Byzatine Chapter 1-4

Chapter I The Byzantine Empire: periods and chronological termini (A.D.284/324-1453/1461) By the terms “Byzantium”, “Byzantine state” and “Byzantine Empire”, modern historians usually refer to the Empire of medieval Hellenism or the medieval “Roman” Empire of the East. The most widely accepted dates for the commencement of this Empire are A.D. (Anno Domini= after Christ) 324 (foundation of Constantinople, the Empire’s capital) or 330 (official inauguration of Constantinople), while the almost un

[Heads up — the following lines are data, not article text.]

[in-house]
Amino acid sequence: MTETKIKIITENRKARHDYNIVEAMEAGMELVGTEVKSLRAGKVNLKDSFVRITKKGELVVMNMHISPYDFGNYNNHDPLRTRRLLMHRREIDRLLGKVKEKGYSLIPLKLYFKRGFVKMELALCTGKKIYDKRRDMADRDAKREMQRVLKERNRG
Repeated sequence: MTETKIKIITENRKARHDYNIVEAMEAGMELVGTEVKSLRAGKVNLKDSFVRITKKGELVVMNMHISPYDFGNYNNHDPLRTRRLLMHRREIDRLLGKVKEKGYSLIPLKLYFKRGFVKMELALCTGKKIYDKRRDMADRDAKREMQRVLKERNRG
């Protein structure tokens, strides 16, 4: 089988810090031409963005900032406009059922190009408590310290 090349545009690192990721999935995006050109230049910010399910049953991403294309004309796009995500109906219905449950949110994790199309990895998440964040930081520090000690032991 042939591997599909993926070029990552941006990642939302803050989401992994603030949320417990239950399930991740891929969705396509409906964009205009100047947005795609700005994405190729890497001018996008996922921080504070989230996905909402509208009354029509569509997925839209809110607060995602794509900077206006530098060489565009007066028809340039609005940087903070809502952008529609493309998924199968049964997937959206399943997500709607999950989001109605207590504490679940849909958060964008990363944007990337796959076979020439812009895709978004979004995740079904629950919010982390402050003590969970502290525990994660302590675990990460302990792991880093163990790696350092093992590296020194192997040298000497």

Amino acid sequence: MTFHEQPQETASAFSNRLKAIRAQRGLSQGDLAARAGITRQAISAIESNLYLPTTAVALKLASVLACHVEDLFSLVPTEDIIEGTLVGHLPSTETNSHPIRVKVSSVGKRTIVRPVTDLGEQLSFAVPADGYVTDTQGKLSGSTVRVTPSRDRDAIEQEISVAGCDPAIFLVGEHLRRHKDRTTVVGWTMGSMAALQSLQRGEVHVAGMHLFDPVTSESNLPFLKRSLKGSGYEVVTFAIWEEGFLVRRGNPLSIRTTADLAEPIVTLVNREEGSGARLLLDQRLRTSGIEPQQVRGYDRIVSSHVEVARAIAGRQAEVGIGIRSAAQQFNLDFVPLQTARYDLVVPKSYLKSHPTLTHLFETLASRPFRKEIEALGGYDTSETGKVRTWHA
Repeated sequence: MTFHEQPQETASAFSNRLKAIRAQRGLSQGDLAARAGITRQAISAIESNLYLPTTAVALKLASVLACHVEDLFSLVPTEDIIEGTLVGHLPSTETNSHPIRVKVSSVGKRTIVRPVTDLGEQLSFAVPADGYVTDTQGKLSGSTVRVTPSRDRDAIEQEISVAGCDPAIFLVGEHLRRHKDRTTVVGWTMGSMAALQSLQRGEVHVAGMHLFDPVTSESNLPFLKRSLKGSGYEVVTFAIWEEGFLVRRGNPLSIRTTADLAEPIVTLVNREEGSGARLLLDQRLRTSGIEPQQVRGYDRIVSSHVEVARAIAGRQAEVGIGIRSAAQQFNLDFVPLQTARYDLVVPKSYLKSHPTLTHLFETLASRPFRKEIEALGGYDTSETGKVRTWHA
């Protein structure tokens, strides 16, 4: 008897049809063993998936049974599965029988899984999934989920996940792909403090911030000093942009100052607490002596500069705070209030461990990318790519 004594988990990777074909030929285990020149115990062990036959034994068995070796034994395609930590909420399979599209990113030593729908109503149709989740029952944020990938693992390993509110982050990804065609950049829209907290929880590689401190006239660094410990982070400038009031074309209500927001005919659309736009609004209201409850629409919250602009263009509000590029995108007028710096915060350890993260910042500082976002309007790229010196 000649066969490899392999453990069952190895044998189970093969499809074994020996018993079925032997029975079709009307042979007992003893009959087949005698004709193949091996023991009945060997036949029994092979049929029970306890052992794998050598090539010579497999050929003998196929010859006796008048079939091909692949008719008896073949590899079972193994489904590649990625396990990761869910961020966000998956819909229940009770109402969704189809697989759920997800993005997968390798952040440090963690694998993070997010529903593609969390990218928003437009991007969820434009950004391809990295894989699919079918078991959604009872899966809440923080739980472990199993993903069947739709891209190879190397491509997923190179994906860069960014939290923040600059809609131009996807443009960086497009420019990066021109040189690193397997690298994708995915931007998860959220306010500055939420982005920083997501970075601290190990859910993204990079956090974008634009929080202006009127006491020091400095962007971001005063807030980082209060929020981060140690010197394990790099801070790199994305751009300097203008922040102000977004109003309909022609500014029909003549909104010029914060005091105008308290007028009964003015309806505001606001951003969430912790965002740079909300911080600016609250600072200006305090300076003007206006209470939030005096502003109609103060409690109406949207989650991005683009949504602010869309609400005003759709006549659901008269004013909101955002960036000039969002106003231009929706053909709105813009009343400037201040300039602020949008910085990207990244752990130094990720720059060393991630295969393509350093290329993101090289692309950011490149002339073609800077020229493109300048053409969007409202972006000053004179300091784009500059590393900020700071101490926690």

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  Chapter IThe Byzantine Empire: periods and chronological termini  (A.D.284/324-1453/1461 )By the terms “Byzantium” , “Byzantine state” and “Byzantine Empire”, modernhistorians usually refer to the Empire of medieval Hellenism or the medieval “Roman”Empire of the East. The most widely accepted dates for the commencement of this Empire areA.D. (Anno Domini= after Christ) 324 (foundation of Constantinople, the Empire’s capital) or 330 (official inauguration of Constantinople), while the almost unanimous closing date is thatA.D. 1453, the year Constantinople’s final fall to the Ottoman Turks.There are, however, other alternatives, not only for the two termini of the Empire, butalso for the division of its period and sub-periods, as we shall see below. In the year 1928 theAustrian scholar Ernst Stein in the first German edition of his cardinal manual on the historyof the Later Roman Empire, dated the beginnings of the “Eastern Roman Empire” (i.e.= “idest=that is to say” of Byzantium) to A.D. 284, i.e. the date of Diocletian’s ascension on thethrone of Rome. Stain emphasized the importance of Diocletian’s reforms as well as the roleand contribution to genesis of Byzantium, through their influence on the “first Byzantineemperor”, Constantine I the Great, in the first decades of the 4 th century. Dome decades later than Stein, the British historian Arnold Jones also employed A.D.284 as the starting point of Byzantine history, while 1997, in the most recent attempt of a Byzantine history manual in theEnglish language, the American Byzantinist Warren Treadgold also adopted A.D. 284 as thestarting and A.D. 1461 as the closing point of Byzantium. The two termini  :  A.D. 284 to 1461/ ---Perhaps the telling words by a great 10 th century Byzantinescholar-emperor, Constantine VII Porphyrogennetos (913/945-959), should bear a specialweight on the issue of the beginnings of the Byzantine Empire: in his  De administrandoimperio (=“On the administration of the Empire”) , Constanine VII himself dates the beginning of the Empire to reign of his illustrious older predecessor, Diocletian, providingthus a most telling example of how the Byzantines considered themselves as continuators of the Roman Empire of late antiquity.On the other hand, the option of A.D. 1461 as a closing date of Byzantine historyseems quite correct, since until that date two important late Byzantine outposts, two vestigesof medieval Hellenism, that is, the Despotate of the Morea (in the Peloponnesus) and theEmpire of the Grand Komnenoi of Trebizond in the northeastern Asia Minor had outlivedConstantinople by more than eight years [May 1453-August 1461].  This date (A.D.1461) as the closing date of medieval Greek history was proposed in1961 by a Greek scholar from Thessalonica University, Professor Apostolos Vakalopoulos, involume I of his extensive “History of modern Hellenism” (in Greek) and this volume wastranslated into English, thus making Vakalopoulos’ view widely known. Vakalopoulos’theory, however, was to somehow perplex Byzantinists and medievalists as to A.D.1204 being “the starting point of modern Hellenism”.To their minds it would be embarrassing to regard the period A.D. 1204-1461 both asthe early period of modern Hellenism and, at the same time, as the later section of the lateByzantine Empire.Such an apprehension, however, could be lifted if we consider the fact that it was precisely after the period from A.D.1204 onwards that the medieval Greeks resorted to usingthe terms “Hellas”, “Hellenes” and their derivatives not in a derogatory manner (as in previous centuries).  How the Byzantines dated events.- Before briefly discussing the termini of the main periods of Byzantine history, a short note is in place here regarding the way Byzantinesthemselves dated events and epoch, since it is established that they rarely employed (and notuntil the late centuries) the  Anno Domini system. They were faithful to their eschatologicalconcepts concerning the advent of Saviour, thus dating the beginning of history since the“Creation of the World” (  Annum Mundi ), which was estimated to B.C.5508, and thereforeexpecting the “Second Coming” or “Doomsday” seven thousand years after the Creation, A.D.1492. However, their own Empire’s “Doomsday” had occurred three decades earlier,in A.D.1453, and was affected by the then strongest Muslim ruler of the earth, that is theOttoman sultan. Creation of the World:B.C.5508 (AnnumMundi) 5792 A.M = 284 A.D.6712 A.M = 1204 A.D.5832 A.M = 324 A.D.6961 A.M = 1453 A.D.6225 A.M = 717 A.D.6969 A.M = 1461 A.D. The Empire’s chronological divisions and subdivisions There is no unanimous consensus regarding the beginning, the end, as well as the termini of the various periods and sub-periods of Byzantine history. The background to those  who support the dates A. D. 284, 324 and 330 as the starting point has been discussed above.A fourth date partly adopted (by J. Bury) was A. D. 395, since in that year emperor Theodosius I the Great divided his Empire into East and West between his two sons(therefore, the “Eastern Roman Empire” should commence from that date). For the closing of the early Byzantine period the following dates are mostly adopted: A. D. 565 (death of Justinian I the Great), 610 (ascension of Herakleios I), 641-642 (fall of Byzantine Middle Eastto the Muslims) and 717 (ascension of Leo III the Isaurian). The latter date (first adopted byGeorge Finlay in the 19 th century), may be regarded as the most appropriate, for, as J. Buryaptly in his famous introduction to Cambridge Medieval History (vol. IV, 1923; repr. 1936, p.ix.), “in the age of the Isaurians we feel much further away from the age of Justinian than wefeel in the age of Justinian from the age of Theodosius the Great”.Likewise, the beginning of the middle Byzantine period is usually dated to A. D. 565,610, 642 or – more aptly – 717. Regarding the end of the middle Byzantine period we alsohave diverse views, dating it to A. D. 1025 (death of the warrior – emperor Basil II the“Bulgarslayer”), 1056 – 1057 (end of the Macedonian dynasty), 1071 (defeat of Byzantium bythe Seljuk Turks at Mantzikert, in eastern Anatolia) and 1081 (ascension of Alexios IKomnenos). Of theses dates, the one bearing more lasting marks on the Empire’s destiny wasundoubtedly the first (1025), for from that date onwards a rapid and seldom irreversibledecline commenced.Finally, the late Byzantine period is the diversely dated from A. D. 1025 (preponderatedate), 1056 – 1057, 1071, 1081 (or even 1204) to either 1453 or 1461, as seen above in thischapter. Indeed, not only the Byzantines, but also the Latin conquerors of the Greek (Helladic) lands were in turn swallowed by the Ottoman conqueror in the course of the 15 th century; thus the semi-independent state of Thessaly with its local Byzantine lords(“archons”) was gradually annexed between 1386/1387 and 1454/1470, the autonomous state(“Despotate”) of Epirus was annexed between 1449 and 1479, i.e. in the same period with thefalls of the Morea Despotate (1460-1461) and the Trebizondine Empire (1461); moreover, theOttomans succeeded in gradually annexing the Latin Duchy of Athens and Thebes (in 1456-1458), the Venetian possessions of Euboea/Negroponte (1470) as well as on other parts of mainland Greece, and later the Hospitaller Knights’ possessions in Rhodes and theDodecanese (1522-1523), the Duchy of Archipelago (the Cyclades islands in the Aegean Sea)(by 1566) and Venetian Crete in 1669.To recapitulate the three main periods of Byzantine history employed in this courseare as follows:  Early Byzantine   Midddle Byzantine   Late Byzantine From A.D.284 to 717 A.D.717 to 1025 A.D. 1205 to 1461  An overview of the Empire’s chronological divisionsand subdivisions Period of the Late Roman Empire (4 th –mid-7 th C), dubbed “Protobyzantine” byLemerle. The application of the term “Byzantine” to this period is debatable, since the empireof this time preserved the main features of ancient urban society and remained aMediterranean state par excellence. The issue is further confused by the fact that somescholars refer to papyri of the 6 th and 7 th C. as “late Byzantine”, and that likewise the final period of Byz. rule in Syria and Palestine (6 th -7 th ) may be termed “late Byzantine” Periods of the Dark Ages (mid 7 th ca.800/850) is characterized by the crisis of ancient city life aggravated by serious territorial losses and the cultural decline. Sometimes itis called the “period of Iconoclasm”, even though the two phenomena do not fully coincidechronologically; moreover, the concept of Iconoclasm does not cover all changes thatByzantine society underwent during this time. No more fortunate is the attempt to describethis period as one of Slavic penetration into the empire, which allegedly caused an essentialrestructuring of the Byz. economy and administration. In the first half of the 9 th C. occurredthe first stages of the process of recovery and consolidation that to characterize the next period. Age of Recovery and Consolidation (ca.800/850-1000), s ometimes called the periodof the “Macedonian renaissance” or of Encyclopedism. The latter term is more appropriate,although it refers only to cultural developments. During this period the “classic” form of Byzantine centralized and “totalitarian” state was established, and ideological and culturaluniformity was superimposed upon society. At the end of this period Byzantine launched aseries of offensive wars and managed to recover some of its territory in the east and theBalkans. Period of “Westernization” and the Empire of Nicaea (ca.1000-1261) , divided intounequal parts by the fall of Constantinople to the Fourth Crusade in 1204. Characteristic traitsof this period are the rise of provincial towns and of a semifeudal nobility, developments that